The Danger of Comparison

“Stay in your own lane.”

A mentor of mine gave me this advice a couple of years ago when I was wrestling with comparison. Her wise words come to mind whenever I’m tempted to compare myself to others. I think that to some extent, everyone struggles with comparison. After all, it’s just a natural part of being human. However, as someone who wrestles with social anxiety, I have to be especially on guard against comparison.

It amazes me how quickly and easily comparison creeps into my heart.  And comparison has the potential to wreak havoc on my relationships. Instead of rejoicing in the strengths of others, I am threatened by their abilities and gifts. Instead of focusing on my unique journey with the Lord, I waste time analyzing how my progress measures up to others.

I am becoming more and more confident that the comparison game is a complete waste of time. And it is a game I will never win. There will always be someone more connected, more adventurous, more attractive, and more successful. It doesn’t matter the marker I use to compare myself. I will always come up short to somebody.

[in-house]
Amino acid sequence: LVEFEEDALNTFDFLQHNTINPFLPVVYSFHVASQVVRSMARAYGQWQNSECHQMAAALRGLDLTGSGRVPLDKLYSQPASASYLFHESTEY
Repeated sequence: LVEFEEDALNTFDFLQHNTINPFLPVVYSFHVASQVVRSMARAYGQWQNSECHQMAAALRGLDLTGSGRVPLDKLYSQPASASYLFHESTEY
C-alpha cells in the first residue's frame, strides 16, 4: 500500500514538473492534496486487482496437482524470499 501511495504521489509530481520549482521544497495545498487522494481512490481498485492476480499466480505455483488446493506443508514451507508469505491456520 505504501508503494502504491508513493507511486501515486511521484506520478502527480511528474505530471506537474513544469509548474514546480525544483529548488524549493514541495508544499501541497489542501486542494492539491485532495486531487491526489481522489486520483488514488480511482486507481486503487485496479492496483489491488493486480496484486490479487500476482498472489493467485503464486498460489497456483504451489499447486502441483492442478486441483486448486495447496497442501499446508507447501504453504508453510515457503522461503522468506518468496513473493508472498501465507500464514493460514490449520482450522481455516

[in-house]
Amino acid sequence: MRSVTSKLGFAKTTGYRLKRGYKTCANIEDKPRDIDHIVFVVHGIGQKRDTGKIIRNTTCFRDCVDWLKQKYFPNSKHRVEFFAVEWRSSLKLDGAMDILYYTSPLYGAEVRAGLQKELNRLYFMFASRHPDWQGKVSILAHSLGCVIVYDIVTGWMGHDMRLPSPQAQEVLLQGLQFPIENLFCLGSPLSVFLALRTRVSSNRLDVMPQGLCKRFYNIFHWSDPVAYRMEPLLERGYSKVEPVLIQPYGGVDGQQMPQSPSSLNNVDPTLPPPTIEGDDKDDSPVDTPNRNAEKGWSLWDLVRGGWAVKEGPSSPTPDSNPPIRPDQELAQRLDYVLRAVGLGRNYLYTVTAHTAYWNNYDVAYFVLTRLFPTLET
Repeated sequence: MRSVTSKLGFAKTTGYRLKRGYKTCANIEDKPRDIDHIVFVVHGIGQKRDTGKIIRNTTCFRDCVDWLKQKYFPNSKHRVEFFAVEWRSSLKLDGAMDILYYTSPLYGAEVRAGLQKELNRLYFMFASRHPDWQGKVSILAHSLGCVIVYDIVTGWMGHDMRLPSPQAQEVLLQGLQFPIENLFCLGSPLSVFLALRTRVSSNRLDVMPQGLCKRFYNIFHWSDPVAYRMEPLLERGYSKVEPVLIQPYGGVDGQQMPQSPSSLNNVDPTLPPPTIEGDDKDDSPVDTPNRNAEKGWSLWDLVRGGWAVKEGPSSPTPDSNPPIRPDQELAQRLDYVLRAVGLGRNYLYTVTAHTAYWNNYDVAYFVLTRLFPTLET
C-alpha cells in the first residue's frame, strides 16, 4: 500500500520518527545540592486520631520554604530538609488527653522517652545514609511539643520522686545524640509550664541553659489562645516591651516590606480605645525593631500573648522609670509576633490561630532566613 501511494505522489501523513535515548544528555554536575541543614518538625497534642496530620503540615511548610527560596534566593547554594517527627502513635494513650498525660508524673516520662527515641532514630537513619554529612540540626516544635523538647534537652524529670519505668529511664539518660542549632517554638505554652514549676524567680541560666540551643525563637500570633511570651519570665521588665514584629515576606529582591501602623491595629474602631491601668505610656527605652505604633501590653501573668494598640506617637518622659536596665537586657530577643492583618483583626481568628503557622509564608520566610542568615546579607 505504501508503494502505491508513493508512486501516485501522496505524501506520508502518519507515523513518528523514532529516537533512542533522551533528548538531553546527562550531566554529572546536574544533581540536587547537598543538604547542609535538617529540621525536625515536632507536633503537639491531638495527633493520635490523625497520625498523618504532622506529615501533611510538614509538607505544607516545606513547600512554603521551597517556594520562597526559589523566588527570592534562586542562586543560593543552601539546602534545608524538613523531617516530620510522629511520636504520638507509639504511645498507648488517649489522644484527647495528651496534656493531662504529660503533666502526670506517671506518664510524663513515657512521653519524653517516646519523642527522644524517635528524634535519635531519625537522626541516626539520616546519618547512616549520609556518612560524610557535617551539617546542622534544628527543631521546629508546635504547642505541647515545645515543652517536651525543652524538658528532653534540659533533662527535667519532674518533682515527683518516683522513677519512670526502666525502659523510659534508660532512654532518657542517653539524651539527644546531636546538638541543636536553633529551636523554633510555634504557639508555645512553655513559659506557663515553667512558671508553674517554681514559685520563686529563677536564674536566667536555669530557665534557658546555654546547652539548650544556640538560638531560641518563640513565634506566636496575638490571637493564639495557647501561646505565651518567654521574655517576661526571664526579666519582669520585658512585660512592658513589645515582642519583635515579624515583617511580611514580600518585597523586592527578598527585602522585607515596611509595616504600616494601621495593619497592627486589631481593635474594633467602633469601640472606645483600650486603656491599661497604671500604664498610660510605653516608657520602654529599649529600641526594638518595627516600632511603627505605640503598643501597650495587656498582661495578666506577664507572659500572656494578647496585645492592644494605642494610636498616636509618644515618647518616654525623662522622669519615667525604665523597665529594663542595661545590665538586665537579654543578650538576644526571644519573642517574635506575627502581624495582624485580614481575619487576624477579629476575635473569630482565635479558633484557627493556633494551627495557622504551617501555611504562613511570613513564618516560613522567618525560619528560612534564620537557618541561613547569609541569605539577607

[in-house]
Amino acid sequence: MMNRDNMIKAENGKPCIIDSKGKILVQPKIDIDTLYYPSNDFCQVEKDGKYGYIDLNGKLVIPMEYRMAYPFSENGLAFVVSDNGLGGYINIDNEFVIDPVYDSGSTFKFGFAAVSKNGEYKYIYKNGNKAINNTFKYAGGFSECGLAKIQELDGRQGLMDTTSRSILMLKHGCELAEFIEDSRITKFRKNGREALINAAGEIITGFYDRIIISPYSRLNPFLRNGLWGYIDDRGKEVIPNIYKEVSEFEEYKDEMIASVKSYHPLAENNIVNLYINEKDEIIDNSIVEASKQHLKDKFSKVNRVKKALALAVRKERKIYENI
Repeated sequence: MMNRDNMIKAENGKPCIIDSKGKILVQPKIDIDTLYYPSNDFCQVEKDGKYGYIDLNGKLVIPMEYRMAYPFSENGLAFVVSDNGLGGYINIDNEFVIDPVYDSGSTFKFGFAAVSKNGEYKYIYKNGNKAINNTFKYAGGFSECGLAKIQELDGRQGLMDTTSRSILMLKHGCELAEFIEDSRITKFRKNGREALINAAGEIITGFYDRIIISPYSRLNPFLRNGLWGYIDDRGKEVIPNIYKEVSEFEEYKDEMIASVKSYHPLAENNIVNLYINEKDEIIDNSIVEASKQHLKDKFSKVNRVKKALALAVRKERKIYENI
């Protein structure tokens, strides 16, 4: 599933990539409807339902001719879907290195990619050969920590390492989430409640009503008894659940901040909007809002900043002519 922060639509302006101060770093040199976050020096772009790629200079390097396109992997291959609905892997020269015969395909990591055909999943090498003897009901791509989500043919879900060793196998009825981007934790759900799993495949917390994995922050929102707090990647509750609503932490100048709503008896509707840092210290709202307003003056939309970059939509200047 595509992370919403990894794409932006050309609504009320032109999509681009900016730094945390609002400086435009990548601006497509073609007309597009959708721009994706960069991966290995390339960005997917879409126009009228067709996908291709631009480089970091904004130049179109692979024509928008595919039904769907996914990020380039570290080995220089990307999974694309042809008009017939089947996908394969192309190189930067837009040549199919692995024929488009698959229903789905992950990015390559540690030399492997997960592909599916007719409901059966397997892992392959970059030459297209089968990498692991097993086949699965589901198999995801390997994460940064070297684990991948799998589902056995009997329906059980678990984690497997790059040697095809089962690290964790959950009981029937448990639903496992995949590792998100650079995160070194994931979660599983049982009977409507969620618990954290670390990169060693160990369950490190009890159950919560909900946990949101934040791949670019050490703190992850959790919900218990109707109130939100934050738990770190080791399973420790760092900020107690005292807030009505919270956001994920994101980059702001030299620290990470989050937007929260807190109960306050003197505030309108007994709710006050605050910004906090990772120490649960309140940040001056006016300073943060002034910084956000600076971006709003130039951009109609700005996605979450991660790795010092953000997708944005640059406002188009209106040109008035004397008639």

So how do we get out of this deadly trap once and for all? These are some ideas for avoiding comparison that I’ve found to be helpful in my own life:

Staying in my own lane: This is a lot harder than it sounds. For me, staying in my own lane means knowing my comparison triggers and avoiding them. Sometimes this means taking a break from social media and limiting the amount of time I spend online. Other times I need to cut out TV shows or movies that give me a false view of reality and cause me to feel discontent with my own life. At work, I need to focus my attention on my own classroom rather than comparing myself to my fellow teachers. And in my personal life, I need to be careful when conversations with friends or family take a competitive turn.